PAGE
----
For office workers in high energy consuming glass towers, using more energy efficient materials such as “Smart Glass” seem a better proposition than generating more electricity.

      http://www.smartglass.com.au/

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  11. Greg North

    Retired Engineer

    One of the issues that will always need to be addressed with making any renewable generation into a 24/7 proposition will be the storage capacity and be it for wind or solar, having storage for a reasonably lengthy period to cover likely non generating times of the renewables.
    It will also mean that you will need a pumping and renewables generating capacity X times that of the 24/7 load to be designed for and the factor multiplication will create some enormous logistics.
    For instance with wind…

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    1. Zvyozdochka

      logged in via Twitter

      In reply to Greg North

      I'm not sure if it was your intention, but you essentially repeat the biggest myth about renewables there. "When the wind isn't blowing" etc ....

      Firstly, our electrical system is one in transition so there are (and will be) assets that can cover the gaps when the wind doesn't blown for days on end.

      Secondly, if one understands the ultimate goal-state of such a system it is possible to model and design-in a necessary mix of tech. Solar thermal w/storage and hydro storage like the Gravity Power…

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    2. Greg North

      Retired Engineer

      In reply to Zvyozdochka

      " assets that can cover the gaps when the wind doesn't blown for days on end. "
      So are you disagreeing about what you claim about myths!
      For sure, there are always going to be some places that are windier and more constantly so than others but that is not to say that every place constantly has winds or that they do not vary in strength.
      Though our electrical system is in transition, it is marginally so and in some places also marginally coping with renewables, there still being a great reliance…

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    3. Michael Shand

      Software Tester

      In reply to Zvyozdochka

      Greg did it intentionally, he is of the same ilk as Mark Lawson

      throwing up seemingly innocent comments but full well knowing their arguments don't hold any wieght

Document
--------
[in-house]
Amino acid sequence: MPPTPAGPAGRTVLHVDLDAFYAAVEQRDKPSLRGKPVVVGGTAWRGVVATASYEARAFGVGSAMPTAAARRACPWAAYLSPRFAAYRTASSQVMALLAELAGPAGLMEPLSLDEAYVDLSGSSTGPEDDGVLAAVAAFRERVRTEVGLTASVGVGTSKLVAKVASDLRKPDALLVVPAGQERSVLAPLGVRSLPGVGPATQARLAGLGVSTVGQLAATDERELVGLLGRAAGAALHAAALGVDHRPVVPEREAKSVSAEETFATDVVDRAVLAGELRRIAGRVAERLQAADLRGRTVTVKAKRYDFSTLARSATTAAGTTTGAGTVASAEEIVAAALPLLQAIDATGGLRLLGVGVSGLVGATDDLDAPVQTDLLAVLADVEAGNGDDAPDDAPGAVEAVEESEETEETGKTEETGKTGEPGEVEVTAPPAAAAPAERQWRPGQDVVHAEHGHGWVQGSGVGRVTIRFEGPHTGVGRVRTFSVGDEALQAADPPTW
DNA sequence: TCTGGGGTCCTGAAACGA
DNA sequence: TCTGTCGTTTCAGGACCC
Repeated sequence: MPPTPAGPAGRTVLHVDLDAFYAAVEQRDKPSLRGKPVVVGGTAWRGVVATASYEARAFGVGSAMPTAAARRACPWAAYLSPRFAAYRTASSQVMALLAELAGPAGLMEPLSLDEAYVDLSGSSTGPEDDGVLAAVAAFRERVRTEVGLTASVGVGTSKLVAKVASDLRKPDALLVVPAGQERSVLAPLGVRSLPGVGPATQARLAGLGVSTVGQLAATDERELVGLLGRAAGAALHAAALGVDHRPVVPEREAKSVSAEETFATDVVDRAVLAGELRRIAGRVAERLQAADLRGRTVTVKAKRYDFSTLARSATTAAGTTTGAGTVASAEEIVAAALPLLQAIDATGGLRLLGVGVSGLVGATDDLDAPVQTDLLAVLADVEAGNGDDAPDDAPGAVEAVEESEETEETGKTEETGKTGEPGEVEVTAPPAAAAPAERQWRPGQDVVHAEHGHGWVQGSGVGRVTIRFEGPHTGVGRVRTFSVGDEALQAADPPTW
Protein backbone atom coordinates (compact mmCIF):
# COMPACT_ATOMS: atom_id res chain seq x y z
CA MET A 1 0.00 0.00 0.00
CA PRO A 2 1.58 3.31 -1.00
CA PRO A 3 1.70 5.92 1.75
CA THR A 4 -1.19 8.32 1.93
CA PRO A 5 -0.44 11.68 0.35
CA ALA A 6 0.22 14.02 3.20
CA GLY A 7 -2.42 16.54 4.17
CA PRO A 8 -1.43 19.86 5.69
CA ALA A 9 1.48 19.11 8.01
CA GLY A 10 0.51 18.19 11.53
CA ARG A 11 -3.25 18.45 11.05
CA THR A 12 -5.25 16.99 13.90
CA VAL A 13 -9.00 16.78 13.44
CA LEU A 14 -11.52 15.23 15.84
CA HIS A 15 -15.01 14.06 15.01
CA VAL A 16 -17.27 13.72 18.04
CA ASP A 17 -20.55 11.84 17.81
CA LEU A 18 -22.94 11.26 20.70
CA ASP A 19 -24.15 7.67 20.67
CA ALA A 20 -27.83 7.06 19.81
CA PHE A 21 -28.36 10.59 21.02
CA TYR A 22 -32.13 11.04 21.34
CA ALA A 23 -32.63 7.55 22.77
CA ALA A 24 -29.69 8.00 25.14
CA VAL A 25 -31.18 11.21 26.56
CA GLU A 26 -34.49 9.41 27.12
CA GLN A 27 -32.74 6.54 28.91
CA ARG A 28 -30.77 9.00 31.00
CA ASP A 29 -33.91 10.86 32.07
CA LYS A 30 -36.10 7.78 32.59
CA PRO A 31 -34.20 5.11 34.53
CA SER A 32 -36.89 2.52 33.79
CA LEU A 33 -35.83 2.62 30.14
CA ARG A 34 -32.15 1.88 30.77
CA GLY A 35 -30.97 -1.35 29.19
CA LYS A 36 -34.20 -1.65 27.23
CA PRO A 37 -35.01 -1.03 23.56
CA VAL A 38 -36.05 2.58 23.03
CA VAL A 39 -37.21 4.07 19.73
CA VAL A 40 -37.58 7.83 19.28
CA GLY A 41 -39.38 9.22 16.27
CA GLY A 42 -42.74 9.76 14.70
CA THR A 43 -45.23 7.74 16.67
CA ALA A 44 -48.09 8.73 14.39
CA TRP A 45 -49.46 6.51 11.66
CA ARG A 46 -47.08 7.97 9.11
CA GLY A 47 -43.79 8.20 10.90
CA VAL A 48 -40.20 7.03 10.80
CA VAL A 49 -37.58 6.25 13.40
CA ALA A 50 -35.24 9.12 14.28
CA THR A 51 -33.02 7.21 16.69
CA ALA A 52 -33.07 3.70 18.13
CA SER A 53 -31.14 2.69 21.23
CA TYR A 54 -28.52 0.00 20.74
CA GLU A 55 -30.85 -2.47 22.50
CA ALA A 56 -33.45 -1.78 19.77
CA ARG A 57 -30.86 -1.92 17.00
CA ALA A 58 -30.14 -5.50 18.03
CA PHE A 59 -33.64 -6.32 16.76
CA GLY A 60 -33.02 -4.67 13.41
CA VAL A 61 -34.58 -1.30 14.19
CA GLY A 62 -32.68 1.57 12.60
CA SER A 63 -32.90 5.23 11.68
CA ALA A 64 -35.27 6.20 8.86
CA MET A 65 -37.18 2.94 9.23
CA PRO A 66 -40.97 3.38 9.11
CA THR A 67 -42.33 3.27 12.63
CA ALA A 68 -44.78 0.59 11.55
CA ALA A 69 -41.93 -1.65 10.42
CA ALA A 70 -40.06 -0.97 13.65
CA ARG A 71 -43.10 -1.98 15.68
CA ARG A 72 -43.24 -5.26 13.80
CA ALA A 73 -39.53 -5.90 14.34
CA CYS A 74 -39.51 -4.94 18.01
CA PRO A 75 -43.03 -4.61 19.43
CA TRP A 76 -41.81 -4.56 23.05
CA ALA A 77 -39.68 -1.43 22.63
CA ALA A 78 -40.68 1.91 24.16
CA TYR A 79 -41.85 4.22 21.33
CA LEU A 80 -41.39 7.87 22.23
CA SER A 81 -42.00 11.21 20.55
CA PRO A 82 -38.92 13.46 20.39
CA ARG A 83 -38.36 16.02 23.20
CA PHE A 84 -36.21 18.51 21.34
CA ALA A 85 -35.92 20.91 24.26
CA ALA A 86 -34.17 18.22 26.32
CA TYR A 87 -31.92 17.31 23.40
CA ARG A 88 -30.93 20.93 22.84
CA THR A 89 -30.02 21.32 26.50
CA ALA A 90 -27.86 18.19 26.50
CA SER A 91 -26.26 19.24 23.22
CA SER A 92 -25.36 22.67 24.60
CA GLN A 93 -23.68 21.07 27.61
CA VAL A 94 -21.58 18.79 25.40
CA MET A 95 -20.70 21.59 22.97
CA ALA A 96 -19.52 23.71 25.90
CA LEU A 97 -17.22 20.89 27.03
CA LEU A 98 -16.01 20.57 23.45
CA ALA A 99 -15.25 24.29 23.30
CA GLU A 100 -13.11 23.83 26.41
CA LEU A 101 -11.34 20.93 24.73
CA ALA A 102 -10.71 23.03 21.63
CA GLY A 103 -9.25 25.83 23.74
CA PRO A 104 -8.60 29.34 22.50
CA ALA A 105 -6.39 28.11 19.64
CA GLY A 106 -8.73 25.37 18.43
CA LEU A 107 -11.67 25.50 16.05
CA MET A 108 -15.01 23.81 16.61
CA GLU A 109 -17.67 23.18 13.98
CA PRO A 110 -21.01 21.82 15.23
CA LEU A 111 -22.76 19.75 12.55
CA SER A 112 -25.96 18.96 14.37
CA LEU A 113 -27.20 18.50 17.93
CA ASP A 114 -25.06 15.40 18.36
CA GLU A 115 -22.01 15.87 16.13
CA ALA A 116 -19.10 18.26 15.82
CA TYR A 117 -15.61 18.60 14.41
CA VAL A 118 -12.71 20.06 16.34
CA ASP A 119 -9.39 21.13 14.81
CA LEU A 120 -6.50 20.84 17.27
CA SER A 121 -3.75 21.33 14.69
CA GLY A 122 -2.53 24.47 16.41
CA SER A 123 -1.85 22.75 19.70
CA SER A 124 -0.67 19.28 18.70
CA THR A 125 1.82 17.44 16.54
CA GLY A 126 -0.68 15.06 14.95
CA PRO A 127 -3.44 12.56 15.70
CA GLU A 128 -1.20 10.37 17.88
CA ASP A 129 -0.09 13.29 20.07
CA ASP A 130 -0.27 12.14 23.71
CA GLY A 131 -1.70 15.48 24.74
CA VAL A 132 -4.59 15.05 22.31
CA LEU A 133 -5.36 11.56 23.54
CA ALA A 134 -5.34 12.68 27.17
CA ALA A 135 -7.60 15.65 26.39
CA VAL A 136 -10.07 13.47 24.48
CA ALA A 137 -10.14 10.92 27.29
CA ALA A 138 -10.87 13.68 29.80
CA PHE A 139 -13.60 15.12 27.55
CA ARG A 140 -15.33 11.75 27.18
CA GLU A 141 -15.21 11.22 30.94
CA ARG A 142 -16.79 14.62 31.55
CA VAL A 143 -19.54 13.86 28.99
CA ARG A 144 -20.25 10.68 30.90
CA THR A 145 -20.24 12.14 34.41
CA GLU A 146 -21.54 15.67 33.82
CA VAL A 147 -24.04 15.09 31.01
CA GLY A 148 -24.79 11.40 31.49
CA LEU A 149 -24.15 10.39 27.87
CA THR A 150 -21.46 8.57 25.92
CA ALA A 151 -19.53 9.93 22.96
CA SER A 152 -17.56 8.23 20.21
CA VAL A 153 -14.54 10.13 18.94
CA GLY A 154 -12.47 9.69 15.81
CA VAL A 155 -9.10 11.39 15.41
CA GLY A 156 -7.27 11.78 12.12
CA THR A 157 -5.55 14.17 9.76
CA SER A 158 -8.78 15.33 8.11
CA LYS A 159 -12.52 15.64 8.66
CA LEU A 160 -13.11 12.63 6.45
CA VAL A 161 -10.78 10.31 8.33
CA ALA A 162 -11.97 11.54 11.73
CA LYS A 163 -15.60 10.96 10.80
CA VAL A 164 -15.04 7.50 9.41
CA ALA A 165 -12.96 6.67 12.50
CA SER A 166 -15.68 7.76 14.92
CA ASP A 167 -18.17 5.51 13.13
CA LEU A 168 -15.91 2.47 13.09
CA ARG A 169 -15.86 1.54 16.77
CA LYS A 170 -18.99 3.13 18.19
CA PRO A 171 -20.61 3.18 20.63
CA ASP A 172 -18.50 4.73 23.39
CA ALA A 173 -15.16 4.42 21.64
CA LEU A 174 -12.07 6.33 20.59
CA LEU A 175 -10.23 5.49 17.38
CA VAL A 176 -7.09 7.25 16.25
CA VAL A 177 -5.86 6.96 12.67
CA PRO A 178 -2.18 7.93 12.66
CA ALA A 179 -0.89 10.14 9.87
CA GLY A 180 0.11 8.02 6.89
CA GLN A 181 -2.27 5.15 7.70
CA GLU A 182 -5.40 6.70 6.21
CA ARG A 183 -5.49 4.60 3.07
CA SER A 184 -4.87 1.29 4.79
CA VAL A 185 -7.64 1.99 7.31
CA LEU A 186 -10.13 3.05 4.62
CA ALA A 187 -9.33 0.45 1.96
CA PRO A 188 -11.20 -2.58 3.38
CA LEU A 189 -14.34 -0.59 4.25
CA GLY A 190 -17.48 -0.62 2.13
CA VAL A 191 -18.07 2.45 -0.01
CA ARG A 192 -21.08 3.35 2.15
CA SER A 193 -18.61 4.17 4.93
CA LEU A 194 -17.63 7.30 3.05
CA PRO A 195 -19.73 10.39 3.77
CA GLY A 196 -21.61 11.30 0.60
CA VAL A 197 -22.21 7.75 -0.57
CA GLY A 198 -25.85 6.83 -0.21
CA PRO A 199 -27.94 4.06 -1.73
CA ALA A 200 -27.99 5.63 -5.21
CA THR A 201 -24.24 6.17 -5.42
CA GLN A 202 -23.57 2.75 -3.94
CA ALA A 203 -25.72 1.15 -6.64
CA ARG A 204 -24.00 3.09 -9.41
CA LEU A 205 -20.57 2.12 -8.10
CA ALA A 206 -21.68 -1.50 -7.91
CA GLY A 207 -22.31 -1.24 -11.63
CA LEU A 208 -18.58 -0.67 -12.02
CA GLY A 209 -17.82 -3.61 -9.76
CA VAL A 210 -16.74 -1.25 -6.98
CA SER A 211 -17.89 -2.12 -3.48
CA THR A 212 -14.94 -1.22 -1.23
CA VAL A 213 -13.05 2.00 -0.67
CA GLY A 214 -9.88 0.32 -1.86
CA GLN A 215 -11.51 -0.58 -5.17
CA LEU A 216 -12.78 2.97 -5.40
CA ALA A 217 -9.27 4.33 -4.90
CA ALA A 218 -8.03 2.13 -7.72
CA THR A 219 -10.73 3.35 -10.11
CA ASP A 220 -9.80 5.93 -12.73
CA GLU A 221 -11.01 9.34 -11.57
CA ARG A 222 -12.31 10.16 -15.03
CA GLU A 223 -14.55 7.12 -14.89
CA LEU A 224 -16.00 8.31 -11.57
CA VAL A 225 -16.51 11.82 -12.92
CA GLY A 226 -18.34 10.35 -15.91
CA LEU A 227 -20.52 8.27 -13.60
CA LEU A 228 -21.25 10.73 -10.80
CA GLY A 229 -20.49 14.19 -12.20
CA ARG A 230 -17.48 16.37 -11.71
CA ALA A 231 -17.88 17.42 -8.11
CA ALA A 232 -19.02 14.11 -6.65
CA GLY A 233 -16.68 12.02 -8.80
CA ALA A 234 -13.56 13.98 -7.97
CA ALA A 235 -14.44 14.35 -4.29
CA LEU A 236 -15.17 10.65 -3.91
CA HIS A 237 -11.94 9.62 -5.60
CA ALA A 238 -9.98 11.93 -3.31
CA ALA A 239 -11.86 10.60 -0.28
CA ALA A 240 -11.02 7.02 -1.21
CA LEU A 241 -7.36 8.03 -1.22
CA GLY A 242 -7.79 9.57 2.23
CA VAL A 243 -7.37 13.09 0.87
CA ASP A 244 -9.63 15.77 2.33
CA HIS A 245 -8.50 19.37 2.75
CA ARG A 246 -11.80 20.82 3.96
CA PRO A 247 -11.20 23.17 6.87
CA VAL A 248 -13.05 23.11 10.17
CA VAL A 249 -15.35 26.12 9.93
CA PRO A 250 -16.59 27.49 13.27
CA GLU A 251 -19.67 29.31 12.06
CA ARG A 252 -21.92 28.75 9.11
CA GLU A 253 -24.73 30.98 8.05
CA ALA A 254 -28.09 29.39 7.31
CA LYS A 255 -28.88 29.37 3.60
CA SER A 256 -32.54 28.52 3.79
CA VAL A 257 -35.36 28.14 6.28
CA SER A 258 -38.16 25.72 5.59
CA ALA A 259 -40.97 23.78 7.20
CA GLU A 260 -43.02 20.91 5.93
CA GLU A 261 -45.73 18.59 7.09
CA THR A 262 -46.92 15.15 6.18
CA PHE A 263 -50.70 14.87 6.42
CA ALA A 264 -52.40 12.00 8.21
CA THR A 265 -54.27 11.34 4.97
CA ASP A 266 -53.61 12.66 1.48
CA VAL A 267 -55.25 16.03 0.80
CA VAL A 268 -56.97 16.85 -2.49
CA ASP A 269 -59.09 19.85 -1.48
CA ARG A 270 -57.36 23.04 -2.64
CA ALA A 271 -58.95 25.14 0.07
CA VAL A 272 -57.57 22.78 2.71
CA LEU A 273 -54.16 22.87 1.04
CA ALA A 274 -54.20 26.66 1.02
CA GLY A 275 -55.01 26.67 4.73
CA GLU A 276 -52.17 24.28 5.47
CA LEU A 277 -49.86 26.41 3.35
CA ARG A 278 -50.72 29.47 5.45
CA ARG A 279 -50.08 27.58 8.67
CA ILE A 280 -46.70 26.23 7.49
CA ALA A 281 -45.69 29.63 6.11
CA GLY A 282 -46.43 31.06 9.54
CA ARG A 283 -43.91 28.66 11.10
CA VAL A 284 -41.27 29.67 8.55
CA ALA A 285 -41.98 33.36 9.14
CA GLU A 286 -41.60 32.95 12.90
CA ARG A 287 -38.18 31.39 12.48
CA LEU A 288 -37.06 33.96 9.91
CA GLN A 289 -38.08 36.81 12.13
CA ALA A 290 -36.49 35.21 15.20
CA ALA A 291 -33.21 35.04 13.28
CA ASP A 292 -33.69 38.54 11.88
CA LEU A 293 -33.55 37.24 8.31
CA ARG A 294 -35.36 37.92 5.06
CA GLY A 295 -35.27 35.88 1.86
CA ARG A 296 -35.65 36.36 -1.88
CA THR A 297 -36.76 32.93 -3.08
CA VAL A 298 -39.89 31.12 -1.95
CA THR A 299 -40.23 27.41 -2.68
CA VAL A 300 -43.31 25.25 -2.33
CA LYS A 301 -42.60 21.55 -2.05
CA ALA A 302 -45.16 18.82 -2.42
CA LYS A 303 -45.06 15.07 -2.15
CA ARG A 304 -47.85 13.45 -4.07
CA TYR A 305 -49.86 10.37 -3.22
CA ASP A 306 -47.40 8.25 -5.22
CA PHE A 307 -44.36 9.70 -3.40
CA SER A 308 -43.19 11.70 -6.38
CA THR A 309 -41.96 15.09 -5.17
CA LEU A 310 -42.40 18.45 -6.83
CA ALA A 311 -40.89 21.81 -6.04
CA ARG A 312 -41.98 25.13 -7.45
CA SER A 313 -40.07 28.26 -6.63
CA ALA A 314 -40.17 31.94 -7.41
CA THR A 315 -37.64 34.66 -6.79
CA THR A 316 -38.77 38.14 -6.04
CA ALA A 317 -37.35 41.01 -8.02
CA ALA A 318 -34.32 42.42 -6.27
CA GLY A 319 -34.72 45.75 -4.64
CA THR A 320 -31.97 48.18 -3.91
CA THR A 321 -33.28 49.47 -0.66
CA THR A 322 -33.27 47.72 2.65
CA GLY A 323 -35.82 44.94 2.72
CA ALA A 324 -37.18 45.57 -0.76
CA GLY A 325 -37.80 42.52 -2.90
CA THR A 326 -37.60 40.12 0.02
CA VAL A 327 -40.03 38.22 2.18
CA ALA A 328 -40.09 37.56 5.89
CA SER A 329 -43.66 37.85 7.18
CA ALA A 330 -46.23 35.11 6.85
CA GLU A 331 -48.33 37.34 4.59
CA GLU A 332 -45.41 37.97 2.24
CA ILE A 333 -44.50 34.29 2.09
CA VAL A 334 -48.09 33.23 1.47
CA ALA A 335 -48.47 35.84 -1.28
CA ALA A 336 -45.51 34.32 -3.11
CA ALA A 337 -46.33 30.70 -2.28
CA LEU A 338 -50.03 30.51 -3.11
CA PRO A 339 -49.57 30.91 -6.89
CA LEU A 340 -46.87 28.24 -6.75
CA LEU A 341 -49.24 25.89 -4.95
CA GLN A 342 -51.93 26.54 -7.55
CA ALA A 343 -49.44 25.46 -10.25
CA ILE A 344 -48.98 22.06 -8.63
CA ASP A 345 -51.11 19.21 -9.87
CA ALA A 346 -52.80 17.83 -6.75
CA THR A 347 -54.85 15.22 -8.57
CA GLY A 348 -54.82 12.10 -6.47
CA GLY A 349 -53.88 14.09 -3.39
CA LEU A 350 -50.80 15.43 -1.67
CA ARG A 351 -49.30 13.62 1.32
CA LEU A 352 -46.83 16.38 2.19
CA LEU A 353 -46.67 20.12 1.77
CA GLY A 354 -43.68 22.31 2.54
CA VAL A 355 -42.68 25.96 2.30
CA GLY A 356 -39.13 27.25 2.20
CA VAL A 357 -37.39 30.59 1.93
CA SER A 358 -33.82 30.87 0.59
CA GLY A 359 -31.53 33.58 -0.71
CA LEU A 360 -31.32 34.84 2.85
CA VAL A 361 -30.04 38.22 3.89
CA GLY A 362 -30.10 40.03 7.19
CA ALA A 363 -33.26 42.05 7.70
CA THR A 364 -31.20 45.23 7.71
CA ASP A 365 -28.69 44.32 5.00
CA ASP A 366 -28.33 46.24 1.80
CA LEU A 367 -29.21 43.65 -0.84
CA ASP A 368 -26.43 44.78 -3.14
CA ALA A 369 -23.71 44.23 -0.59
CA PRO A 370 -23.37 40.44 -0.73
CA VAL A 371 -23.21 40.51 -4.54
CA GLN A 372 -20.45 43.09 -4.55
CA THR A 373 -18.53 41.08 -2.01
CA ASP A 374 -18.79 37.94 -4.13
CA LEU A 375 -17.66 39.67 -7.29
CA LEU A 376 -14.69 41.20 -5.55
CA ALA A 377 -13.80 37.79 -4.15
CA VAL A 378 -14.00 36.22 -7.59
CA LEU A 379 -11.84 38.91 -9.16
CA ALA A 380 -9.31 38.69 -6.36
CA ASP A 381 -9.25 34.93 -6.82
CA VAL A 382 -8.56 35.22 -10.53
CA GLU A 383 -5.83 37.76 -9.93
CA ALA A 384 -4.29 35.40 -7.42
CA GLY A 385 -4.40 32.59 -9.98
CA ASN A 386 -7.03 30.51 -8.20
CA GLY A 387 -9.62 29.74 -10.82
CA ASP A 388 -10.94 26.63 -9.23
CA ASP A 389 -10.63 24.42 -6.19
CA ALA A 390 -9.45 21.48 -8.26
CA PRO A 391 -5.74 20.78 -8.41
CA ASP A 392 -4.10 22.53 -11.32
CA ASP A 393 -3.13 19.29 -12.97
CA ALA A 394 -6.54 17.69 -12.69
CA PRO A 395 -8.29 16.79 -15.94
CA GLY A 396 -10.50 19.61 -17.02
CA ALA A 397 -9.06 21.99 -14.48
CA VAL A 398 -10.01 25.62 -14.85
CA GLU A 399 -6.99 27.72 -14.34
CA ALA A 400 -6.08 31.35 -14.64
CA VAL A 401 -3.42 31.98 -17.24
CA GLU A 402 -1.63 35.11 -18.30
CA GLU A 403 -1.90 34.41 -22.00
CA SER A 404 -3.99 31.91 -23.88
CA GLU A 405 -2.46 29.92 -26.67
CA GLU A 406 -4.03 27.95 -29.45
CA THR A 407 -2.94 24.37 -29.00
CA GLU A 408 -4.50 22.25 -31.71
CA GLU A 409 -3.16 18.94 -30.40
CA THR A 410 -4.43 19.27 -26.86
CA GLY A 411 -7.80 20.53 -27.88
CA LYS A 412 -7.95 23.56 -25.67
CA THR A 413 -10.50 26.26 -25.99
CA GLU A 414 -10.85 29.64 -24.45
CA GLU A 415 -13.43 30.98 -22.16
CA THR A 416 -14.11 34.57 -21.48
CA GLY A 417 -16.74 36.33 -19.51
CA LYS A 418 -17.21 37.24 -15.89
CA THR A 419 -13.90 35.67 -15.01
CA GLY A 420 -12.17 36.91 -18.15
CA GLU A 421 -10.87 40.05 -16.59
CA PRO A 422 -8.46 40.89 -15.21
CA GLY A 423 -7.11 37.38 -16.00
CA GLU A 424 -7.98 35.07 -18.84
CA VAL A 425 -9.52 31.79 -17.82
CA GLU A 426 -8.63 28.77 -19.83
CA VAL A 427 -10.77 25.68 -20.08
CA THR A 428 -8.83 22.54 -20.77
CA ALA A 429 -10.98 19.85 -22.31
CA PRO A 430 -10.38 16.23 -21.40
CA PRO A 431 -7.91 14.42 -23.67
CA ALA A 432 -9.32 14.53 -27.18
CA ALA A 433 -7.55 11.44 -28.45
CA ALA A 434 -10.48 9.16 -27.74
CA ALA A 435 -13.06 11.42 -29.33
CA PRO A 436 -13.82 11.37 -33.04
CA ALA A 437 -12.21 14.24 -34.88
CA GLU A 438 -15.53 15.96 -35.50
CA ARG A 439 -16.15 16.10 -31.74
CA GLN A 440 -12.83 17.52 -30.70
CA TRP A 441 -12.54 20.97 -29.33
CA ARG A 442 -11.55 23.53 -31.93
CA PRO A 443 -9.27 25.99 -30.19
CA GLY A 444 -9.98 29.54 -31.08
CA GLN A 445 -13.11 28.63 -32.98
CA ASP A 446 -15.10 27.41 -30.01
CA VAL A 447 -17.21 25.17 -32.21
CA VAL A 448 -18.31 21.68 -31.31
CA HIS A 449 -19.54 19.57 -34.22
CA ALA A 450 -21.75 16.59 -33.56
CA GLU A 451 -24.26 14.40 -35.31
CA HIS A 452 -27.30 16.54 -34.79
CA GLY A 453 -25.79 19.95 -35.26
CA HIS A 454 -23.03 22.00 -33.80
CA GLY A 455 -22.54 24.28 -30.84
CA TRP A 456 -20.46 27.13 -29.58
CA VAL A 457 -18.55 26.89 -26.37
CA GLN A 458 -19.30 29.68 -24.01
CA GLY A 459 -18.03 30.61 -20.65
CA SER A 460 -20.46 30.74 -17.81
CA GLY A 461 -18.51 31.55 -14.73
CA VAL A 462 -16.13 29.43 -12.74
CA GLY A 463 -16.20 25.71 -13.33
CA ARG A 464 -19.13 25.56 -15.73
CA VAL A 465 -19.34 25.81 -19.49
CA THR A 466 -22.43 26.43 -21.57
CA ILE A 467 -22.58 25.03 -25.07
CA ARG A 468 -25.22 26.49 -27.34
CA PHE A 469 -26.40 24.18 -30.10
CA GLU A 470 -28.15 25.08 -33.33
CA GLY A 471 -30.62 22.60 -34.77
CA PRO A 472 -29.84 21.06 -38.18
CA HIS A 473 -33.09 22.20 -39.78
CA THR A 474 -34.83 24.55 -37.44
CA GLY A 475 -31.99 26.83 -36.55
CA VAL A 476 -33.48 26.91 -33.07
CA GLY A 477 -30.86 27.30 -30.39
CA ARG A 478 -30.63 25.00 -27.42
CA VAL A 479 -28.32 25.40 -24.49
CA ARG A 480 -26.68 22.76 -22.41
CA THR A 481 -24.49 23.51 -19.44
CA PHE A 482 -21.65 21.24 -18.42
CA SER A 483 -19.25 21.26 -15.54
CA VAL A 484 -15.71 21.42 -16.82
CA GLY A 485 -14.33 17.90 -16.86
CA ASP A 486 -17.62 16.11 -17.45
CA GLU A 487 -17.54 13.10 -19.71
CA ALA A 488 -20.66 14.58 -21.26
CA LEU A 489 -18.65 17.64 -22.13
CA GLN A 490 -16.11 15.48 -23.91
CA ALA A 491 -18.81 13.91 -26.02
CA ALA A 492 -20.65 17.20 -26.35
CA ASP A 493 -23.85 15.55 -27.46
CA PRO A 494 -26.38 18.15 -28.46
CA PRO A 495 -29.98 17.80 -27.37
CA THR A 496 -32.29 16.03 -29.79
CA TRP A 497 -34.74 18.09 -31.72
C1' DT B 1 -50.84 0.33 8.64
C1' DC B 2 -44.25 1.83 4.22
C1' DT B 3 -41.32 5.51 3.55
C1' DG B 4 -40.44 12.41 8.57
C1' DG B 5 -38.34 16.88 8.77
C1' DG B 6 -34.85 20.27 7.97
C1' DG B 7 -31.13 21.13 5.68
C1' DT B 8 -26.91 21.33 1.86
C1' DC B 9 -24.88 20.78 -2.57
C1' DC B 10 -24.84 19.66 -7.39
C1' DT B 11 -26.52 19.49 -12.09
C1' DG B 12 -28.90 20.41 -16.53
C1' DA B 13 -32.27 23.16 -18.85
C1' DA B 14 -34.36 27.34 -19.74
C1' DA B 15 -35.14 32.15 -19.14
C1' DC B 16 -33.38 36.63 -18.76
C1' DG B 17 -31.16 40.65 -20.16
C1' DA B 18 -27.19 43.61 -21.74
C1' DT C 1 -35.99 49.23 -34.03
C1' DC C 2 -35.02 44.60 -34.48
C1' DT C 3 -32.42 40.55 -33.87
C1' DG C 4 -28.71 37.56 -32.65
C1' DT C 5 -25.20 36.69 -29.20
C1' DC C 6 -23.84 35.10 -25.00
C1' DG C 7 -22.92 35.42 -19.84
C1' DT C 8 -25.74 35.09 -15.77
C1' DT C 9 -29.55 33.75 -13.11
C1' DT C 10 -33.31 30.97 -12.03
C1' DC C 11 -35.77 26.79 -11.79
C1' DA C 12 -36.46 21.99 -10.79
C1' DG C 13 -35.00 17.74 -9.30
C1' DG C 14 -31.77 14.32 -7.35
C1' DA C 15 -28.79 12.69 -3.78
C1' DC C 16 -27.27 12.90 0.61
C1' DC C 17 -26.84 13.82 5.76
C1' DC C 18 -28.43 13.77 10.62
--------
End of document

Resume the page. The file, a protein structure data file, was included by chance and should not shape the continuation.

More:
it is about distraction and confusion

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    4. Zvyozdochka

      logged in via Twitter

      In reply to Greg North

      Sarcasim fail on my part. My use of "days on end" should have been in quotes.

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  12. Dave McRae

    logged in via Twitter

    Most informative, thanks.

    Ignore the pollutionists and science deniers as I note you have done so far. Probably because all posts like these are polluted with the same spammers with the same whinging

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  13. Bruce Miller

    Principal Consultant

    Thankyou for an interesting article - brief though it is when compared to the broadness of the topic.
    I was gratified to see that energy storage was seriously discussed at the ALL-ENERGY Exhibition and conference currently being held in Melbourne at the Exhibition centre.
    I was further pleased to see that a publicly available report "Energy Storage Options in South Australia" and can be found at http://www.renewablessa.sa.gov.au/about-us/publications-and-reports was briefly discussed in the conference…

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  14. Jonathan Maddox
    Jonathan Maddox is a Friend of The Conversation.

    Software Engineer

    Just for consideration, here are some nascent alternative techniques for storage of excess intermittent renewable energy with more modest, or different, geographical requirements, should it turn out that sufficient expansion of pumped storage is unfeasible for land-use or water management reasons.

    Adiabatic compressed air storage:

    http://www.rwe.com/web/cms/en/365478/rwe/innovation/projects-technologies/energy-storage/project-adele-adele-ing/

    Thermal heat-pump storage:

    http://www.isentropic.co.uk/our-phes-technology

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  15. Comment removed by moderator.

  16. Tim Forcey

    Energy Advisor, Melbourne Energy Institute at University of Melbourne

    Thanks to all of you that have commented on this article.

    The University of Melbourne Energy Institute (MEI) is looking at various ways to publish this research. A launch and discussion on energy storage is one possibility, similar to past public events hosted by MEI: http://www.energy.unimelb.edu.au/events

    Publication of aspects of the work via peer-reviewed journal articles is of course another option.

    MEI is interested in then taking this research "to the next stage" and is interested in discussing that with potential partners.

    Thanks again to readers of The Conversation!

    Tim Forcey, article author

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    1. In reply to Tim Forcey

      Comment removed by moderator.